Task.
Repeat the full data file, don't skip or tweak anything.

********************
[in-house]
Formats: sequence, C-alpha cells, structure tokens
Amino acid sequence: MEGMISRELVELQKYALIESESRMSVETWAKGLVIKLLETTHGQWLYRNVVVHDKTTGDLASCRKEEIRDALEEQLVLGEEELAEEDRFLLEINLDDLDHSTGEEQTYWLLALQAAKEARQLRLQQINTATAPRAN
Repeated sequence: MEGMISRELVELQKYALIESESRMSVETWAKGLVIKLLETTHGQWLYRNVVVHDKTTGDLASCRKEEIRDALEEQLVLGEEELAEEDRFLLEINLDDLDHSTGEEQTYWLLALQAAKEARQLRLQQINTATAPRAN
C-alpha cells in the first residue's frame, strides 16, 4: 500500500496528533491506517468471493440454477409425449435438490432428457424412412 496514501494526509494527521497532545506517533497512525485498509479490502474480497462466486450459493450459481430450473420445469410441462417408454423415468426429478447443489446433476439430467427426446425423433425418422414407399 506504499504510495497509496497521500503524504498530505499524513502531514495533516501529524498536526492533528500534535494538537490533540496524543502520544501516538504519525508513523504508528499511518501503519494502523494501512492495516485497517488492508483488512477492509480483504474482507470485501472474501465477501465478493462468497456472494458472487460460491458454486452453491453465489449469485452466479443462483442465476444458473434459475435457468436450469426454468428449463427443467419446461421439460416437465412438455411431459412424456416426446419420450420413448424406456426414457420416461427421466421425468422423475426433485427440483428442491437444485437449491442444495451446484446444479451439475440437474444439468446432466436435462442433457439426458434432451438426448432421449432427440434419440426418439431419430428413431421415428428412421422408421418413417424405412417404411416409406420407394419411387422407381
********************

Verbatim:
[in-house]
Formats: sequence, C-alpha cells, structure tokens
Amino acid sequence: MEGMISRELVELQKYALIESESRMSVETWAKGLVIKLLETTHGQWLYRNVVVHDKTTGDLASCRKEEIRDALEEQLVLGEEELAEEDRFLLEINLDDLDHSTGEEQTYWLLALQAAKEARQLRLQQINTATAPRAN
Repeated sequence: MEGMISRELVELQKYALIESESRMSVETWAKGLVIKLLETTHGQWLYRNVVVHDKTTGDLASCRKEEIRDALEEQLVLGEEELAEEDRFLLEINLDDLDHSTGEEQTYWLLALQAAKEARQLRLQQINTATAPRAN
C-alpha cells in the first residue's frame, strides 16, 4: 500500500496528533491506517468471493440454477409425449435438490432428457424412412 496514501494526509494527521497532545506517533497512525485498509479490502474480497462466486450459493450459481430450473420445469410441462417408454423415468426429478447443489446433476439430467427426446425423433425418422414407399 506504499504510495497509496497521500503524504498530505499524513502531514495533516501529524498536526492533528500534535494538537490533540496524543502520544501516538504519525508513523504508528499511518501503519494502523494501512492495516485497517488492508483488512477492509480483504474482507470485501472474501465477501465478493462468497456472494458472487460460491458454486452453491453465489449469485452466479443462483442465476444458473434459475435457468436450469426454468428449463427443467419446461421439460416437465412438455411431459412424456416426446419420450420413448424406456426414457420416461427421466421425468422423475426433485427440483428442491437444485437449491442444495451446484446444479451439475440437474444439468446432466436435462442433457439426458434432451438426448432421449432427440434419440426418439431419430428413431421415428428412421422408421418413417424405412417404411416409406420407394419411387422407381